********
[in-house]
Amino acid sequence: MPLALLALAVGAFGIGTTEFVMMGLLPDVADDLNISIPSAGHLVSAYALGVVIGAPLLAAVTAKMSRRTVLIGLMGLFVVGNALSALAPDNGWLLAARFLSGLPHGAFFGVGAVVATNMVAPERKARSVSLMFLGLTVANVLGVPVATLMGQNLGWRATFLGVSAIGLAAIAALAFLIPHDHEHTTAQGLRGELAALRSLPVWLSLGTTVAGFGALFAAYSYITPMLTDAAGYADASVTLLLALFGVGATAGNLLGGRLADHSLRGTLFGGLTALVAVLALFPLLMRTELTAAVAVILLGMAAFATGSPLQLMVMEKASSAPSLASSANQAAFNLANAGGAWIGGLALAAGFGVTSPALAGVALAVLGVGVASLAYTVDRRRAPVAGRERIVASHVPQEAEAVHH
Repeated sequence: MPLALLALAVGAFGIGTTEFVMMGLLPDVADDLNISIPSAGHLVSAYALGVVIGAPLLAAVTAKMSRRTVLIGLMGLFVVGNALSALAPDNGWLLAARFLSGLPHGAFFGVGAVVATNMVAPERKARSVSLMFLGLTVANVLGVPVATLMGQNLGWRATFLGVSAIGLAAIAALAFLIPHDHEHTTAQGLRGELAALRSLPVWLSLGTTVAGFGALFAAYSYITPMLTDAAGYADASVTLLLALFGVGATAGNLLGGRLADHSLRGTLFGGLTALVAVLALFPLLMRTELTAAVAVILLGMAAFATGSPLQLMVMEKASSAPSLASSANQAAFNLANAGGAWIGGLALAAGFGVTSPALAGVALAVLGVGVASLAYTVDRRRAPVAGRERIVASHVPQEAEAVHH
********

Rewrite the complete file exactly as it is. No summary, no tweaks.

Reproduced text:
[in-house]
Amino acid sequence: MPLALLALAVGAFGIGTTEFVMMGLLPDVADDLNISIPSAGHLVSAYALGVVIGAPLLAAVTAKMSRRTVLIGLMGLFVVGNALSALAPDNGWLLAARFLSGLPHGAFFGVGAVVATNMVAPERKARSVSLMFLGLTVANVLGVPVATLMGQNLGWRATFLGVSAIGLAAIAALAFLIPHDHEHTTAQGLRGELAALRSLPVWLSLGTTVAGFGALFAAYSYITPMLTDAAGYADASVTLLLALFGVGATAGNLLGGRLADHSLRGTLFGGLTALVAVLALFPLLMRTELTAAVAVILLGMAAFATGSPLQLMVMEKASSAPSLASSANQAAFNLANAGGAWIGGLALAAGFGVTSPALAGVALAVLGVGVASLAYTVDRRRAPVAGRERIVASHVPQEAEAVHH
Repeated sequence: MPLALLALAVGAFGIGTTEFVMMGLLPDVADDLNISIPSAGHLVSAYALGVVIGAPLLAAVTAKMSRRTVLIGLMGLFVVGNALSALAPDNGWLLAARFLSGLPHGAFFGVGAVVATNMVAPERKARSVSLMFLGLTVANVLGVPVATLMGQNLGWRATFLGVSAIGLAAIAALAFLIPHDHEHTTAQGLRGELAALRSLPVWLSLGTTVAGFGALFAAYSYITPMLTDAAGYADASVTLLLALFGVGATAGNLLGGRLADHSLRGTLFGGLTALVAVLALFPLLMRTELTAAVAVILLGMAAFATGSPLQLMVMEKASSAPSLASSANQAAFNLANAGGAWIGGLALAAGFGVTSPALAGVALAVLGVGVASLAYTVDRRRAPVAGRERIVASHVPQEAEAVHH